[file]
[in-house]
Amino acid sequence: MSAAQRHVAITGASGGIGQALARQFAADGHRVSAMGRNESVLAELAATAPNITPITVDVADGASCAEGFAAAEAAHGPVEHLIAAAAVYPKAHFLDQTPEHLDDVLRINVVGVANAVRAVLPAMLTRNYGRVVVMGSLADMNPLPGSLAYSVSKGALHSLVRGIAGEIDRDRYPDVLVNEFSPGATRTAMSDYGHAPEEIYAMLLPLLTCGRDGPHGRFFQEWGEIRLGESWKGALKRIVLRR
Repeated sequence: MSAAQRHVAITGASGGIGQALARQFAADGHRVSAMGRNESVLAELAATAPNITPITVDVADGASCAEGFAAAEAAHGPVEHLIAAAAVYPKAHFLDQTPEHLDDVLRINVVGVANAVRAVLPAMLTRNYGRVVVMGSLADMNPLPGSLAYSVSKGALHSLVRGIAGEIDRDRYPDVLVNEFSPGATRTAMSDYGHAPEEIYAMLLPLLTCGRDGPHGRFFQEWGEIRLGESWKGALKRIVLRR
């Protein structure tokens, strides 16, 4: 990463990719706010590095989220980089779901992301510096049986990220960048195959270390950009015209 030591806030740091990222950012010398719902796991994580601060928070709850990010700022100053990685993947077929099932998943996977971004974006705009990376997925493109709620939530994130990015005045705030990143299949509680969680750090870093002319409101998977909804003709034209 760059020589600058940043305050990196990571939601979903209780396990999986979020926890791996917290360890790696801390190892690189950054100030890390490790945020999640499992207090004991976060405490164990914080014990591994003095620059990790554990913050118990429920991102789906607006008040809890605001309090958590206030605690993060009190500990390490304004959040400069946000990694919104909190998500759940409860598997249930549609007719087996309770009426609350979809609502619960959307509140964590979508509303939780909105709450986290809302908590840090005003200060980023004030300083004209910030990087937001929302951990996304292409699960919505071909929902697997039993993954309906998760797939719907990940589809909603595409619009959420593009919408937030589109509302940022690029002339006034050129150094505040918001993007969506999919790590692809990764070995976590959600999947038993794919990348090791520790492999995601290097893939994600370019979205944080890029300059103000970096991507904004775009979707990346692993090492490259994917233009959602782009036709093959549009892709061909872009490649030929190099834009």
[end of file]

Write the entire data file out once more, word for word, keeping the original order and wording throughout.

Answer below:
[in-house]
Amino acid sequence: MSAAQRHVAITGASGGIGQALARQFAADGHRVSAMGRNESVLAELAATAPNITPITVDVADGASCAEGFAAAEAAHGPVEHLIAAAAVYPKAHFLDQTPEHLDDVLRINVVGVANAVRAVLPAMLTRNYGRVVVMGSLADMNPLPGSLAYSVSKGALHSLVRGIAGEIDRDRYPDVLVNEFSPGATRTAMSDYGHAPEEIYAMLLPLLTCGRDGPHGRFFQEWGEIRLGESWKGALKRIVLRR
Repeated sequence: MSAAQRHVAITGASGGIGQALARQFAADGHRVSAMGRNESVLAELAATAPNITPITVDVADGASCAEGFAAAEAAHGPVEHLIAAAAVYPKAHFLDQTPEHLDDVLRINVVGVANAVRAVLPAMLTRNYGRVVVMGSLADMNPLPGSLAYSVSKGALHSLVRGIAGEIDRDRYPDVLVNEFSPGATRTAMSDYGHAPEEIYAMLLPLLTCGRDGPHGRFFQEWGEIRLGESWKGALKRIVLRR
């Protein structure tokens, strides 16, 4: 990463990719706010590095989220980089779901992301510096049986990220960048195959270390950009015209 030591806030740091990222950012010398719902796991994580601060928070709850990010700022100053990685993947077929099932998943996977971004974006705009990376997925493109709620939530994130990015005045705030990143299949509680969680750090870093002319409101998977909804003709034209 760059020589600058940043305050990196990571939601979903209780396990999986979020926890791996917290360890790696801390190892690189950054100030890390490790945020999640499992207090004991976060405490164990914080014990591994003095620059990790554990913050118990429920991102789906607006008040809890605001309090958590206030605690993060009190500990390490304004959040400069946000990694919104909190998500759940409860598997249930549609007719087996309770009426609350979809609502619960959307509140964590979508509303939780909105709450986290809302908590840090005003200060980023004030300083004209910030990087937001929302951990996304292409699960919505071909929902697997039993993954309906998760797939719907990940589809909603595409619009959420593009919408937030589109509302940022690029002339006034050129150094505040918001993007969506999919790590692809990764070995976590959600999947038993794919990348090791520790492999995601290097893939994600370019979205944080890029300059103000970096991507904004775009979707990346692993090492490259994917233009959602782009036709093959549009892709061909872009490649030929190099834009």